Terror alert: Blair to force through 90-day detention
TONY Blair is planning to push through 90-day detention without charge for terror suspects following the alleged plot to murder thousands of airline passengers by blowing their jets out of the sky.
Senior ministers believe public concern about terrorism is now at such a level that they will be able to reintroduce the controversial detention powers, which were rejected in favour of a 28-day limit following the 7/7 attacks.
A senior government source confirmed that Blair, Chancellor Gordon Brown and Home Secretary John Reid all believed that the UK's apparently narrow escape from a major disaster proved the case for a clamp-down on "the enemy within".
The source said: "It is one of the few things that Brown, Blair and Reid can agree on."
The 90-day proposal - rejected following a humiliating rebellion by Labour MPs last November - is expected to form the centrepiece of further anti-terror powers to be included in the Queen's Speech this autumn.
The uncompromising response to the growing threat came as it emerged that the ban on hand luggage on British aircraft is set to continue indefinitely, and could be bolstered by stringent new security screening at all the nation's airports.
Britain remained on its highest state of terror alert last night as detectives continued to question more than 20 suspects over the alleged plot to bring down airliners by using liquid explosives.
As UK detectives interrogated suspects seized in Thursday's dawn raids, officials in Pakistan arrested British-born Rashid Rauf, saying his detention and that of others in the country had "triggered" the raids in London, Birmingham and High Wycombe, Buckinghamshire.
But suggestions that the government was ready to return to the fray over 90-day detention have been greeted with horror by opponents, who claim the original drive to extend police powers was a draconian attack on human rights.
David Winnick, the veteran Labour MP who put forward the 28-day "compromise" limit agreed by Parliament last year, said the move would be "totally unjustified", but added that he fully expected ministers to use the latest terror scare to push for a longer period.
He told Scotland on Sunday: "Under no circumstances should they be allowed to raise the limit. My view remains that if the police have got evidence they should charge.
"Going back only a few years ago, police had just two or three days to release or charge suspects and that figure has repeatedly been increased by Parliament with little opposition.
"The danger is that by increasing it steadily, you get up to 90 days and then people will start saying 90 days isn't enough."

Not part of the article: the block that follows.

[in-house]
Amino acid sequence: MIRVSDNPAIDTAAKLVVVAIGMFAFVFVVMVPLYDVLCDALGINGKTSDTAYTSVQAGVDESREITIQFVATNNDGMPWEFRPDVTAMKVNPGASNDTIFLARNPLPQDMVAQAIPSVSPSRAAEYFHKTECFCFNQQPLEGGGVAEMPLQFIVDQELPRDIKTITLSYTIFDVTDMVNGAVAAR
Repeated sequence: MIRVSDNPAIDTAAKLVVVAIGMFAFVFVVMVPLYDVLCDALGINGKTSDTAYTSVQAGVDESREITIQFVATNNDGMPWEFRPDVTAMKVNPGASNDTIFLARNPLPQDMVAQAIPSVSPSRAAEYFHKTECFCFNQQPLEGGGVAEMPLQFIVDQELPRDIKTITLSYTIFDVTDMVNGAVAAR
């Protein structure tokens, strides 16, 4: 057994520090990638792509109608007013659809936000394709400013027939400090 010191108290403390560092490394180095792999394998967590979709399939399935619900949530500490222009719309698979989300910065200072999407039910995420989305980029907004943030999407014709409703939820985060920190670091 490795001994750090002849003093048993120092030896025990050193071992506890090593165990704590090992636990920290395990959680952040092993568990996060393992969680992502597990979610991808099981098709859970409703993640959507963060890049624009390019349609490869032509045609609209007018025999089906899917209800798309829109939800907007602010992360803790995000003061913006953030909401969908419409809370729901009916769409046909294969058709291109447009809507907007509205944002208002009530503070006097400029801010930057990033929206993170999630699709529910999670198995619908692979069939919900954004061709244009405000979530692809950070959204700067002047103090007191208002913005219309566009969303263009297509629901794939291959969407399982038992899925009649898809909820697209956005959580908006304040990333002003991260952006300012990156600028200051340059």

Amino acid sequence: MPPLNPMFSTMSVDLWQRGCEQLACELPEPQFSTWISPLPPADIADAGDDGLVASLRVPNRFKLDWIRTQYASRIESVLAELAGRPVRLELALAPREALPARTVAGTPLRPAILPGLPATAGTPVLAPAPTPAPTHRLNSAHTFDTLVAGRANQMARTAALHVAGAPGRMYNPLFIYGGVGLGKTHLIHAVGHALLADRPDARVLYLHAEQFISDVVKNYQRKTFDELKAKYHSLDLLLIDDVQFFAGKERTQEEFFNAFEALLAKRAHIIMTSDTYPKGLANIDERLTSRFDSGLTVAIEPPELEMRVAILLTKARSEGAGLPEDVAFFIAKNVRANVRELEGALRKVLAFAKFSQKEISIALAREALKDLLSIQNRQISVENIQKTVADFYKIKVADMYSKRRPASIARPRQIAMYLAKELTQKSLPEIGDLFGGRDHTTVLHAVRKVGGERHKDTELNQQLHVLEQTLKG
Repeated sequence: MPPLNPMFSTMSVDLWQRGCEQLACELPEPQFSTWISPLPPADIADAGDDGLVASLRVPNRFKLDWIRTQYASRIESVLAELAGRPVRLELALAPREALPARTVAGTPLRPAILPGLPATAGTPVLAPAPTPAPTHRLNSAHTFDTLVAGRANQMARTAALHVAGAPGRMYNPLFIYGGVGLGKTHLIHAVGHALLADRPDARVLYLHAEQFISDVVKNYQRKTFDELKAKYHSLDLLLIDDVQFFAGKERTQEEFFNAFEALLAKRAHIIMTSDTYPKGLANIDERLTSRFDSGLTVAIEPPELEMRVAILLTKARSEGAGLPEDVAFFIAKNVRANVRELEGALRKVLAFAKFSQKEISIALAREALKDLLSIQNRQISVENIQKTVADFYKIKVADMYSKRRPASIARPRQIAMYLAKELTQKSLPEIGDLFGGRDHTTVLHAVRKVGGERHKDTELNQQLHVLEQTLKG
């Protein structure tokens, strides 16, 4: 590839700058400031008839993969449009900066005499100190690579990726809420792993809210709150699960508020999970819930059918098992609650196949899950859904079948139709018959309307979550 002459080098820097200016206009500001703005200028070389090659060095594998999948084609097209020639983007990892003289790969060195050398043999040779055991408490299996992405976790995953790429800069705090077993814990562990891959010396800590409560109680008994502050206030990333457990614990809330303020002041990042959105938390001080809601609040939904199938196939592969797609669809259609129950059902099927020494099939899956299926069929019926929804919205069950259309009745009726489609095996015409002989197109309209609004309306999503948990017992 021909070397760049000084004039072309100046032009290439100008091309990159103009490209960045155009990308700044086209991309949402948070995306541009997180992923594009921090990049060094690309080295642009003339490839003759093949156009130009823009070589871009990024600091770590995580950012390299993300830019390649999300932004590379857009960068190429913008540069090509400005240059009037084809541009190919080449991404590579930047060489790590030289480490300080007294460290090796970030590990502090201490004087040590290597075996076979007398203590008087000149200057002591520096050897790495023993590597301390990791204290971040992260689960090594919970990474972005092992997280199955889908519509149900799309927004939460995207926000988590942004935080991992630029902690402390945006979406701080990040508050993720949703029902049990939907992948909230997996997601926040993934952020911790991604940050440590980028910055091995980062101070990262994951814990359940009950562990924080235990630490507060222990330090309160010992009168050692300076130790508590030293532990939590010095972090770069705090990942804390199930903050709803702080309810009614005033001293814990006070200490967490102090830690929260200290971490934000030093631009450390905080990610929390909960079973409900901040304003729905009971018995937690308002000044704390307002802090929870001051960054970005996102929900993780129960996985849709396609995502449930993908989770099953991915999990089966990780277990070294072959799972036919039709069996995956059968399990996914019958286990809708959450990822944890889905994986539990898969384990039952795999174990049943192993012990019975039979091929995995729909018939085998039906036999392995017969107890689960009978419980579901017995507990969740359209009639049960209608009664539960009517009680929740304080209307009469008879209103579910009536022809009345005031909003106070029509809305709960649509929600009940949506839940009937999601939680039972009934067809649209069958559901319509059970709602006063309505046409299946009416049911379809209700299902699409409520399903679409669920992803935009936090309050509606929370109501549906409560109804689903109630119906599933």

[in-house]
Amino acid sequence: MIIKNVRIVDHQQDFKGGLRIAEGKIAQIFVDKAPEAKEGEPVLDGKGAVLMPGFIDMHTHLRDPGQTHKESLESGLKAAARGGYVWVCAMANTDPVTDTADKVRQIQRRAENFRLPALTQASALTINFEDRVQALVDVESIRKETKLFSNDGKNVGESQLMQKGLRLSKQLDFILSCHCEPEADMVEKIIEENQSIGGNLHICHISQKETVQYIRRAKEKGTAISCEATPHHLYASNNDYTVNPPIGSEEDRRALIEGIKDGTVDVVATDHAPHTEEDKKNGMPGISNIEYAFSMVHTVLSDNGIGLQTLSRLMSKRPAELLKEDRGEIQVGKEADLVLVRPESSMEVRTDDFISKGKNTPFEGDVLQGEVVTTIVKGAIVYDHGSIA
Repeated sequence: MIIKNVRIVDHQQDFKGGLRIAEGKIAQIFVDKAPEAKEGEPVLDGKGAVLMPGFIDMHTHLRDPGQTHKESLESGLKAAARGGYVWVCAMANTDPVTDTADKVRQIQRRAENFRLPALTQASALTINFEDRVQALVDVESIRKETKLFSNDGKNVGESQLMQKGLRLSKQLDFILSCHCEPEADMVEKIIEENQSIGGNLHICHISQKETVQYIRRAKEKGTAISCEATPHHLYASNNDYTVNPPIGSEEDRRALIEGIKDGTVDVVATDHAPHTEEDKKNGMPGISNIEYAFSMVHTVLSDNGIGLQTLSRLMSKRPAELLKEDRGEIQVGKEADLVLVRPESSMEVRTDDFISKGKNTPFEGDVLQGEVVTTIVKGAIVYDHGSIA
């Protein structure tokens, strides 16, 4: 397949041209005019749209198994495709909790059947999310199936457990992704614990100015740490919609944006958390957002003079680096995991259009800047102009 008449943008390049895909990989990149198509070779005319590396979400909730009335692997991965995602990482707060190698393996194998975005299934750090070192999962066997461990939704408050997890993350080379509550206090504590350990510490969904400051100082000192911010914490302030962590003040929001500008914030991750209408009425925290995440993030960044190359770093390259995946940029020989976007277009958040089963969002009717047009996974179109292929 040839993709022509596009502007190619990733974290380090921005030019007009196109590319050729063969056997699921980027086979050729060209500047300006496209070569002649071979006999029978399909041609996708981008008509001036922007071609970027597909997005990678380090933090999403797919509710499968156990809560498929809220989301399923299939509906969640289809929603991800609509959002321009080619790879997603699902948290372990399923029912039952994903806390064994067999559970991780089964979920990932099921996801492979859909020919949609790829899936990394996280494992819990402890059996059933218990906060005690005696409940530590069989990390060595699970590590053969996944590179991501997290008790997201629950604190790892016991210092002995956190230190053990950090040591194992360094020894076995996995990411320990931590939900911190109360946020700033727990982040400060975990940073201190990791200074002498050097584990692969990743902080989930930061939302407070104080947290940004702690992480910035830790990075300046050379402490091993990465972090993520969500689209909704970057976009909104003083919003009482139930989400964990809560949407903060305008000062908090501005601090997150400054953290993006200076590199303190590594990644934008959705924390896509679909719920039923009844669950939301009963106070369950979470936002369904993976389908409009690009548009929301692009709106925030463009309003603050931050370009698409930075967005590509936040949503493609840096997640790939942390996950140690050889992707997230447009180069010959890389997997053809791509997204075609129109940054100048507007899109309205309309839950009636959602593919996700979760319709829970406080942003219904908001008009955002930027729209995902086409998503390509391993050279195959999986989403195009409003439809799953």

A spokeswoman for human-rights watchdog Liberty warned that the government should not try to "legislate its way to safety".
She added: "The doubling of the detention limit - from 14 days to 28 - only took effect last month. We should be observing how satisfactory that is before rushing off and demanding a higher limit."
Former home secretary Charles Clarke argued that the 90-day proposal, put forward by the police, was required to help them carry out the enormous and meticulous counter-terror investigations demanded by the modern threats.
But the plan was rejected by 49 Labour MPs, who helped deliver Blair's first Commons defeat as leader.
Clarke hinted earlier this year that he had not given up hope that the 90-day limit would feature in future government proposals when he confirmed plans to produce another Terrorism Bill next year or in 2008.
The momentum gathered last month, when a report from the MPs' Home Affairs Committee concluded that the number and scope of investigations, and the requirement to move in to make arrests at an earlier stage meant the 28-day limit would have to be extended at some stage.
Brown has publicly stated his support for extending police powers to detain without charge, although he insists that there must be "safeguards" in place to ensure suspects are not unfairly imprisoned.
Government aides last night claimed that the scale of the alleged bomb plot reinforces their repeated warnings about the threat facing the country. Communities and Local Government Secretary Ruth Kelly will attempt to improve co-operation with British Muslims through a renewed "roadshow" tomorrow.
But more senior colleagues in the Cabinet are considering a less conciliatory response to the threat.
"We are concentrating on the threat which is in front of us right now," a Home Office source said last night.
"But there is a consensus about what we require to tackle this threat. The government has never hidden its views on detention."
Ministers are understood to be considering new bomb-detecting screening systems for British airports in the wake of last week's scare.
The current machines are unable to pick up the cocktail of liquid chemicals which the alleged terrorists were planning to smuggle onto flights.
New so-called 'puffer machines', which shoot jets of air at passengers and gather particles of skin and clothes to check for evidence of explosive material, are likely to be considered.
Similar machines have been installed in several American airports and are being tested to see if they successfully identify chemicals used to make bombs.
Alternatively, airports could install X-ray machines which can pick up organic materials used in many explosives.
Ministers met on Friday to discuss introducing new technology into airports to counter the growing threat.
One insider said: "They are going away to think up a system that the airlines can deliver, that is safe and people will tolerate.
"They are looking at new technology that might be delivered without taking up too much of passengers' time."
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